For a long time after the problems are forgotten by everyone else, we’re there still working.
Art Opperwall, CRWRC
Communities in Oklahoma, Kansas and other places throughout the Midwest affected by strong tornadoes in the last few days are overwhelmed with volunteers who have come to cut up fallen trees and haul away debris but disaster response organizations say they expect to be providing long-term response for more than a year.
The National Weather Service reported some 97 tornadoes blew across Kansas, Iowa, Nebraska and Oklahoma. Emergency responders are trucking in relief supplies, including tarps, coolers, rakes and other cleanup supplies. Many of the survivors of the disaster do not have adequate insurance and will need help to rebuild.
Jeff Thompson, a volunteer coordinator for Southern Baptist Disaster Relief, said he and his team finally got into the areas affected by the tornadoes in Oaklawn, KS, a suburb of Wichita. While first assessments reported the damage as “scattered”, the assessors who got into the communities reported downed power lines, fires and gas leaks. He described the damage as “pretty bad”.
“We’re putting chainsaws on the ground out there today,” he said. “We’ve got to cut through there and be able to assess the real damage.”
Three teams with chainsaws are scheduled to get the trees and other debris cut away by mid-week. The next round of assessments will begin after that.
Bill Adams, director of Disaster Relief Services for the Christian Reformed World Relief Committee (CRWRC) said he knows there is work to be done right now in the most recently affected areas, but his organization's work will begin in a few weeks and will extend out for several years to come.
Once the homes are cleaned and initial repairs are done, the volunteers often go home and the public forgets that the rebuilding of both the structures and the lives of those who were impacted by the storms must still go on. It is that future work that is the job of the long-term recovery groups.
“We are just shutting down now – this week – with the work from the hurricane in Galveston Island, TX that started in 2008,” he said.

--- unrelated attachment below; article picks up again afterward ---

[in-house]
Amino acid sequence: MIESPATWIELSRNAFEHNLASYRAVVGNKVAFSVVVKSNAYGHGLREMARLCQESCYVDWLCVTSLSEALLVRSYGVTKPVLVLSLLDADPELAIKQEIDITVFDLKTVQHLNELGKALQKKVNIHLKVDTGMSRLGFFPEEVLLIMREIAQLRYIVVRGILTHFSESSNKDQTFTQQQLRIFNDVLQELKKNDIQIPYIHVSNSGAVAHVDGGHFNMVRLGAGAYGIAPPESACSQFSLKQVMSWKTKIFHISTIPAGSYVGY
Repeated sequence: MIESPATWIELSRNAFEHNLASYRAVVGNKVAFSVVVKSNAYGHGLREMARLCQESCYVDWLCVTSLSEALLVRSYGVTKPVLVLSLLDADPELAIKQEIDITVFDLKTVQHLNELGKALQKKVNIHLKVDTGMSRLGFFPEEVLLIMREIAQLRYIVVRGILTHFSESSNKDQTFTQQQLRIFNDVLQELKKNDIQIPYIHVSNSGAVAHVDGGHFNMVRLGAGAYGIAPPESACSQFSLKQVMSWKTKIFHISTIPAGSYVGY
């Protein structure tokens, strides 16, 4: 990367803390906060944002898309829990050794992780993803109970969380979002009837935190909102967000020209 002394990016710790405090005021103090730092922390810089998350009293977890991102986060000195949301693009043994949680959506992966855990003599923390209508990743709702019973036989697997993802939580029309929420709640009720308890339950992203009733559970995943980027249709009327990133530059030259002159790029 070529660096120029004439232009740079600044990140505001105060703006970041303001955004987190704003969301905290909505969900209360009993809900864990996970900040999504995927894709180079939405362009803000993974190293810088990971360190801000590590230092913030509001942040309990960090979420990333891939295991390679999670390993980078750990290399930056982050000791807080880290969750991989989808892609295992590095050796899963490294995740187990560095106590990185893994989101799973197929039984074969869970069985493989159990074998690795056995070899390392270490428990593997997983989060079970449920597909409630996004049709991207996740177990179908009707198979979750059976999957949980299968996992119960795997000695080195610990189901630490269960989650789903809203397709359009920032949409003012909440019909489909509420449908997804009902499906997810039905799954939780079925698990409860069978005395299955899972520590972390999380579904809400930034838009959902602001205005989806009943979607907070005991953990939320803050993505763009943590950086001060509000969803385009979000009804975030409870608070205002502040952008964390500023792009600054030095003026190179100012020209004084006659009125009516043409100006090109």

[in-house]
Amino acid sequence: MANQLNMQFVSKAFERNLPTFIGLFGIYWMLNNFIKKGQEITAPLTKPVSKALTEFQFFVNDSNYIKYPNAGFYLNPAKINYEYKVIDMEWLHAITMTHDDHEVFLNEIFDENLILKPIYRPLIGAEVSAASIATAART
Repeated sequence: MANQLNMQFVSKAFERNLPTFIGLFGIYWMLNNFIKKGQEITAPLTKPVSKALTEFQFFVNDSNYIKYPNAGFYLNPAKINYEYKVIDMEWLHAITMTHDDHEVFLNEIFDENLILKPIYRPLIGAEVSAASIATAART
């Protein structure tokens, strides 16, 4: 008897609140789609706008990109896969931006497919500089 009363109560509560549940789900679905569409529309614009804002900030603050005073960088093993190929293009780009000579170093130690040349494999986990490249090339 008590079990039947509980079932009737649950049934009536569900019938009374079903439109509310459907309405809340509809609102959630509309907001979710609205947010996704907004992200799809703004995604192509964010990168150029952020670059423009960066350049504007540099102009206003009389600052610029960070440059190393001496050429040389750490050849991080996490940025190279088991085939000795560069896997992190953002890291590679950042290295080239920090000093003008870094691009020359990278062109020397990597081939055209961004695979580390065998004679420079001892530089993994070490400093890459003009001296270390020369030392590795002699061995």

Once the clean up is done and the patches are put on the houses that can be repaired, Art Opperwall, groups manager for CRWRC, said the long term disaster relief begins. It continues long after the news crews pack up and the story has faded from memory for those outside the community.
Recently, the CRWRC disaster services teams had some 800 volunteers working at sites doing everything from clean ups in preparation for rebuilding construction projects to working with people affected by past disasters to help get them prepared to start the rebuilding of their homes. Opperwall said the volunteers are from all across the country and from Canada.
“We set up the lines of communication when we go into a community,” he said. “Then we stay in touch and help those affected by a disaster rebuild until they are back on strong footing.”
The Rev. Tom Hazelwood, assistant general secretary of disaster response for UMCOR (United Methodist Committee on Relief) said long term relief programs are what help communities return to a place where they can re-build from a position of strength.
“Once the initial work is done,” he said, “We are there to work with the communities to help them with whatever their needs are in the area of rebuilding.”
Opperwall said most of the communities which were hit by the most recent storms are “pretty resourceful,” having lived through storms like these so many times. Friends, family and community groups come together and do the initial clean up, find housing for those who are not able to return home and help with other arrangements early on.
“But when we go in, we’re there for the long haul,” he said. “We work with them and make sure that the rebuilding process goes smoothly at every step of the way.”
He said that organizations like CRWRC serve a purpose different than those which do the initial clean ups. Both aspects of disaster relief management are important, he added, but when long term groups come in, it is after everyone else goes home.
“We stay and make sure everything is wrapped up,” he said. “For a long time after the problems are forgotten by everyone else, we’re there still working.”
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